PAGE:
WOONSOCKET – Just a week into the official start of hurricane season, Southern New England will get a sample of what Mother Nature may have in store as the remnants of Tropical Storm Andrea pummel the region today with torrential rain.
The first named storm of the season lashed Florida with winds up to 60 mph, but the trek across land will sap most of Andrea’s windpower by the time she arrives this morning
Still, the National Weather Services is predicting Andrea could dump 3 inches or more of rain in the Greater Woonsocket area, most of it tonight.
“Some areas could see two and 3-plus inches of rain in less than six hours,” the weather service says.
National Weather Service Meteorologist Chris Roller said the center of the low-pressure system is expected to pass over the mid-Cape area, which means most of Rhode Island and inland Massachusetts will be on the wetter, western side of the rainmaker. Residents of those areas are advised to take precautions against flooding in watershed zones, low-lying areas and spots with poor drainage.
Local weatherman Arthur Cadoret of Cumberland says the rain-making dynamics of the storm will actually be the result of two weather systems poised to merge over the region. A cold front laden with moisture will be moving in from the west about the same time the tropical system moves up from the south.
“A storm of that nature produces an abnormally large amount of rain in a very short period of time,” he says.
So far this year rainfall totals have been slightly below average, while the last several have been wetter than usual, Cadoret said. Andrea could set the stage for a return to more normal conditions or even the onset of another wetter-than-usual year overall.
The weatherman for radio station WNRI, Cadoret says he doesn’t expect many problems from Andrea in terms of wind damage or flooding. The rain might even have an upside for some.
“It’s hitting at a very good time in the growing season because this is the peak time for all the tender vegetation like corn and tomatoes to get going,” he said. “Certainly when you get adequate rain that helps.”
The rain begins in earnest during the day today – just a quarter to a half inch is expected – but another 1 to 2 inches could fall tonight and another quarter to half inch Saturday morning before the system moves off the coast, according to the weather service.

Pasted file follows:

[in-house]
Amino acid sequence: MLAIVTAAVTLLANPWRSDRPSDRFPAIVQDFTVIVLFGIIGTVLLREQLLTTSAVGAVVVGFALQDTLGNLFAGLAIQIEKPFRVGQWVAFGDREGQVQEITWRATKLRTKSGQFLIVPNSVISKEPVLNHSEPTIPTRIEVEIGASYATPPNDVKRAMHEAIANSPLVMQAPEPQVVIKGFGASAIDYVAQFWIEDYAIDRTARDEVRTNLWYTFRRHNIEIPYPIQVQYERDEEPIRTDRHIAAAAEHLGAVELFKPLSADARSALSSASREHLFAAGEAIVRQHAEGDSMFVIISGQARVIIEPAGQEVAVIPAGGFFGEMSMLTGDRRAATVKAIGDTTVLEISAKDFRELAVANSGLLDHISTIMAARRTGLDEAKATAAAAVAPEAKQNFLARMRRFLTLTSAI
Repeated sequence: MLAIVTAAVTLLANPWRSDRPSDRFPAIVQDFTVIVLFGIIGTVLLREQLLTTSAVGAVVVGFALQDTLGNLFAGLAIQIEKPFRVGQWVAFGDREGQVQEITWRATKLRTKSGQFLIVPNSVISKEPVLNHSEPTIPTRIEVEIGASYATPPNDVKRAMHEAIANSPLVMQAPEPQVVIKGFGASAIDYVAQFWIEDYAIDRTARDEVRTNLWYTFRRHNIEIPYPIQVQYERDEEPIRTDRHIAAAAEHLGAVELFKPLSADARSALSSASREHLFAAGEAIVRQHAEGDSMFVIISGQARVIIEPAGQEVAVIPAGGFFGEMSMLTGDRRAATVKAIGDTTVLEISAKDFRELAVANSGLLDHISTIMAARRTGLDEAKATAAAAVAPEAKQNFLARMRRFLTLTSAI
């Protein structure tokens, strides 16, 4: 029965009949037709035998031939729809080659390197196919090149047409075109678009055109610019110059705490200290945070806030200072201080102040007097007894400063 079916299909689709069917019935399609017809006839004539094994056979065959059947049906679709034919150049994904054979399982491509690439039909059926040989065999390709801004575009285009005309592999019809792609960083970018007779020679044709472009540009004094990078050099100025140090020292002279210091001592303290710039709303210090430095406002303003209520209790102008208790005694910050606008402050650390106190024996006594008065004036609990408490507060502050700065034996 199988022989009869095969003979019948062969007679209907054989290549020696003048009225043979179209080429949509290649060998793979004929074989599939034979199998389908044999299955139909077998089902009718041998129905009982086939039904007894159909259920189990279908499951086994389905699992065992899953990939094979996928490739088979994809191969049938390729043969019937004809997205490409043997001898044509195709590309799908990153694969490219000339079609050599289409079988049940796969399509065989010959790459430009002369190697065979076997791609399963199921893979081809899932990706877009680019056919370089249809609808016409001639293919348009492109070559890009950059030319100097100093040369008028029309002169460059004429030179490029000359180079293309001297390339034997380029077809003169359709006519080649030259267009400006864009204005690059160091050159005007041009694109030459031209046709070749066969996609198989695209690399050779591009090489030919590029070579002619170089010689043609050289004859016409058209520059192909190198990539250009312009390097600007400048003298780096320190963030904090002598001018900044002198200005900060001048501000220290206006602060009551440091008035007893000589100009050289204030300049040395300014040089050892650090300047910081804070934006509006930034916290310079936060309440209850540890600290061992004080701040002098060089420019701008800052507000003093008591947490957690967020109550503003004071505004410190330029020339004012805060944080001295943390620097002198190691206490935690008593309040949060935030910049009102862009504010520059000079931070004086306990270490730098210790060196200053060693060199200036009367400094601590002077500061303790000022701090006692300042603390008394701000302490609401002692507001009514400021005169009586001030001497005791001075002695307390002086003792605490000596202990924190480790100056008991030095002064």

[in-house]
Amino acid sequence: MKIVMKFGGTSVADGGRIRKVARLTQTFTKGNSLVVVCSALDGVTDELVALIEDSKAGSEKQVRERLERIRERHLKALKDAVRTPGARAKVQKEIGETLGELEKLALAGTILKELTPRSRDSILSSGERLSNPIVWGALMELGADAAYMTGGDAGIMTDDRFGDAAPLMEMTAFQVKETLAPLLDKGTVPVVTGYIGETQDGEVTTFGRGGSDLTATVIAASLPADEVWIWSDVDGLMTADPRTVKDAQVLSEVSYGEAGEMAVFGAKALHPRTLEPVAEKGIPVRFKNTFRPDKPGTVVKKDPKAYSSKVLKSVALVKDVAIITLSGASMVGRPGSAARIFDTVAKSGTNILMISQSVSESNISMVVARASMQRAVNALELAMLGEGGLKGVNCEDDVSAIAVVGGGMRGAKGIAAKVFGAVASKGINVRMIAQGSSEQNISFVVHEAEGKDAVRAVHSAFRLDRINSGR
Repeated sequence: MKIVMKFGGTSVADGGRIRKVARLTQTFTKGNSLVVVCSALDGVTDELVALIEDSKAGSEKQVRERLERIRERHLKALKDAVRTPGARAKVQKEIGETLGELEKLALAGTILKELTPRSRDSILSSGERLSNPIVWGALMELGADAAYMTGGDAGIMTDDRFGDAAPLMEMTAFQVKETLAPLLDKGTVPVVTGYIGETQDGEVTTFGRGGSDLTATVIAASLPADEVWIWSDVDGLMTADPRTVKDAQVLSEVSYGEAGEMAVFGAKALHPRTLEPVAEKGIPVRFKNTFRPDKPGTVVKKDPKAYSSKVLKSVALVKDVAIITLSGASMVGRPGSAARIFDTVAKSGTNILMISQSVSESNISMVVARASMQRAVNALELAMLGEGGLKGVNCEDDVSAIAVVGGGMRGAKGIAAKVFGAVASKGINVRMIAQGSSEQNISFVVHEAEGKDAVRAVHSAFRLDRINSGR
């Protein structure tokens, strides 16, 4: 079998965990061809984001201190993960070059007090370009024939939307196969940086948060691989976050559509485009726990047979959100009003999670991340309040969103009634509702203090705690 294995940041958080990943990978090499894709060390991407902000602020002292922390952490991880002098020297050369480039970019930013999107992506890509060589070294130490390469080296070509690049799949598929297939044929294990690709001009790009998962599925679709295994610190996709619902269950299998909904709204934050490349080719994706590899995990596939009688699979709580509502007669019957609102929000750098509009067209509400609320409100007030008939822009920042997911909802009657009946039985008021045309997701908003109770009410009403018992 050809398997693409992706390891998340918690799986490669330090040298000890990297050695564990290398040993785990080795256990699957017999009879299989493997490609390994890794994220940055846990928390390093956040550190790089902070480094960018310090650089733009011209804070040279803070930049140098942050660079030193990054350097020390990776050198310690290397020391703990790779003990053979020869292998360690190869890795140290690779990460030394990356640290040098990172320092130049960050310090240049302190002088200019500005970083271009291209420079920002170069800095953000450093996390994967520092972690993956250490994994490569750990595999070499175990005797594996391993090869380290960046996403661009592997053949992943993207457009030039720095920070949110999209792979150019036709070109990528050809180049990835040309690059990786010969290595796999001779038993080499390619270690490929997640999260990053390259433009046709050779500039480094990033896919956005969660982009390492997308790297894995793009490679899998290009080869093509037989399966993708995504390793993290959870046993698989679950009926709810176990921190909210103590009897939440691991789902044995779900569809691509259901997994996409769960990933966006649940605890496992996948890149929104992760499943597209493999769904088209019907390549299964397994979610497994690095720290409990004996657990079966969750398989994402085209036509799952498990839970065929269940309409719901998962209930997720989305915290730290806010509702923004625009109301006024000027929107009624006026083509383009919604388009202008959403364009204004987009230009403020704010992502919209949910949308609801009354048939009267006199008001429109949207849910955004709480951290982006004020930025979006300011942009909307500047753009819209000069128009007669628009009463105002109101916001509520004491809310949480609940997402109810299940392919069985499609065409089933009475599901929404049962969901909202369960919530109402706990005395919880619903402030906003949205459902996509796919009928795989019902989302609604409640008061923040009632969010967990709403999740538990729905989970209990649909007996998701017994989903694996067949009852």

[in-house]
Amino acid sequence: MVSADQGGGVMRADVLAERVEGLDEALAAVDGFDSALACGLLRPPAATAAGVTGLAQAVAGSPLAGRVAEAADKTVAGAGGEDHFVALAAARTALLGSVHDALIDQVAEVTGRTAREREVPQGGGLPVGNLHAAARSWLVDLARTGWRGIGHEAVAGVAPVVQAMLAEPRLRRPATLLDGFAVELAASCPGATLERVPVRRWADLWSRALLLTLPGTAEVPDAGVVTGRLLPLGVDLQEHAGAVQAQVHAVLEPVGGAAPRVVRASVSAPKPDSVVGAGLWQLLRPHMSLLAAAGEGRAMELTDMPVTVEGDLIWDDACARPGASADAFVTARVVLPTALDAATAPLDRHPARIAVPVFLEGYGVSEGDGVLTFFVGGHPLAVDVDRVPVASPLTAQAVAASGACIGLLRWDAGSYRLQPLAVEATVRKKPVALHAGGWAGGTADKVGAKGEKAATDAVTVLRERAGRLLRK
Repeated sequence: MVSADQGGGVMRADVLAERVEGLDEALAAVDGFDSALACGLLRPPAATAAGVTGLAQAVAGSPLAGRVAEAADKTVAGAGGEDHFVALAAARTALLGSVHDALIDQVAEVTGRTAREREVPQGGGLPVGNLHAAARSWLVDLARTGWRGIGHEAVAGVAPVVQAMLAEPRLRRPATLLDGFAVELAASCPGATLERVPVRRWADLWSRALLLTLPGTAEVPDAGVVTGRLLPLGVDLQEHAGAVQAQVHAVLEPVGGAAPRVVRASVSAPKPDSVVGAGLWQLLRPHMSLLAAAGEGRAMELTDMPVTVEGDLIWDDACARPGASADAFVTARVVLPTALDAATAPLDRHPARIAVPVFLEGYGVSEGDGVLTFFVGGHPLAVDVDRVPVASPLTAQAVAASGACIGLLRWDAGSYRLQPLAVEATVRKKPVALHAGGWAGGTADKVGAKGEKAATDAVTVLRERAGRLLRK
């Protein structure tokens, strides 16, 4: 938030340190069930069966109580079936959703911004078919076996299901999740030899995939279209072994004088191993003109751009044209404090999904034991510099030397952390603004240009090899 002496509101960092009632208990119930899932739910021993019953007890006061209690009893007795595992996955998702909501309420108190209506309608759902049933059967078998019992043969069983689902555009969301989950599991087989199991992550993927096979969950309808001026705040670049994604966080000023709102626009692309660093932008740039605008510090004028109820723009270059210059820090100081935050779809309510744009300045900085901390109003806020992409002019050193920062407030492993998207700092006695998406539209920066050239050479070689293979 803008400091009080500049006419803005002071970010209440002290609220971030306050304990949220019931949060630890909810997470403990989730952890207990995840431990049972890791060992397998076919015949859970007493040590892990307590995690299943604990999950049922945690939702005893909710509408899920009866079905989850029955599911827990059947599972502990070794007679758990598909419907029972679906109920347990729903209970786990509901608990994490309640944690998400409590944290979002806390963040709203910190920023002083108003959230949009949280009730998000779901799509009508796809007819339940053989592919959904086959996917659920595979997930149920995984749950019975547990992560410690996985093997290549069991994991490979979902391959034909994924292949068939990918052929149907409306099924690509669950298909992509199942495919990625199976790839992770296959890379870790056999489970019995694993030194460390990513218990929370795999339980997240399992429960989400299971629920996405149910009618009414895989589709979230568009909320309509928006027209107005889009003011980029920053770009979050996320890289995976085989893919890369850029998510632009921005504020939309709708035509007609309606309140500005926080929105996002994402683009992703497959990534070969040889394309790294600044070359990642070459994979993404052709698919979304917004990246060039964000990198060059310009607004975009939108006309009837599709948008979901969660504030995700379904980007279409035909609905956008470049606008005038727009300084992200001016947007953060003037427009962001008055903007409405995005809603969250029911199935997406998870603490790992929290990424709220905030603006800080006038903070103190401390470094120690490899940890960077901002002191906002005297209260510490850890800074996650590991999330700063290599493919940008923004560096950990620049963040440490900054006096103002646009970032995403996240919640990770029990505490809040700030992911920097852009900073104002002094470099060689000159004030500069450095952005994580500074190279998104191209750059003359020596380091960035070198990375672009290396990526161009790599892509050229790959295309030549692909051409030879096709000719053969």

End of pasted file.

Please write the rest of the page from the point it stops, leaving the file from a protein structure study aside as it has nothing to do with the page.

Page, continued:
Beachfront communities from New Jersey to Misquamicut are still struggling to overcome the devastation caused by the last tropical system to collide with the Atlantic seaboard. By comparison, Andrea is a meteorological gnat, but memories of Sandy’s havoc may be cause for many to take note of the opening salvo of hurricane season.
Dave Graves, a spokesman for National Grid, isn’t expecting any hurricane-size problems from Andrea, but he said the utility is still taking some precautionary measures in direct proportion to the threat.
He said a few utility crews would be given pagers and placed on standby overnight Friday so they can be summoned in a hurry if problems do surface.
“Right now it does not appear to be anything out of the ordinary,” said Graves. “It looks like its going to be primarily a rain event.”
Graves says National Grid is regularly tries to mitigate the potential effects of hurricanes on power lines by pruning tree limbs in heavily wooded areas.
By the end of the company’s fiscal year, on March 31, 2014, the company will have trimmed trees along approximately 1,300 miles of roads used in the Rhode Island distribution system, spending about $8.67 million on the work.
Trimming is done in four-year cycles, he said, “so that lines being trimmed this year will be done again in 2017.” He said there are about 5,000 miles over overhead power lines in National Grid’s distribution system in the Ocean State.
The National Oceanic and Atmospheric Administration is already predicting that the 2013 hurricane season, which began June 1, will be more active than usual. The NOAA, which runs the weather service, is forecasting only a 25 percent chance of a “near-normal” season, which generally means a dozen named storms, perhaps a half of them hurricanes.
This year the NOAA forecasts a 70 percent chance that 13-20 named storms will churn out of the southern seas, including 7-11 hurricanes and 3-6 “major” hurricanes.
Earlier this week, weather.com reported that Providence was on its top 10 list of U.S. cities most overdue to get slammed by a major hurricane. Most of the other contenders are in Florida, but weather.com said Providence was 21 years behind schedule for a major hit.
The NOAA doesn’t make predictions about where hurricanes will make landfall. But it says the risk is too great for anyone in the potential path of an Atlantic hurricane to ignore.
“It only takes one storm hitting an area to cause a disaster, regardless of the overall activity predicted in the seasonal outlook,” the NOAA said in a statement. “Therefore, residents, businesses, and government agencies of coastal and near-coastal regions are urged to prepare every hurricane season regardless of this, or any other, seasonal outlook.
Roller says most hurricanes in the Atlantic region form in the Caribbean Ocean or the South Atlantic Ocean, off the coast of South Africa. That’s the easy part.
Figuring out where they’re going depends on the interplay of an ever-changing mix of climatic variables.
“We can only give a possibility of a certain number of hurricanes that will happen in a general season,” he says. “The weather patterns play a huge rule in where those storms will go.”
Follow Russ Olivo on Twitter @russolivo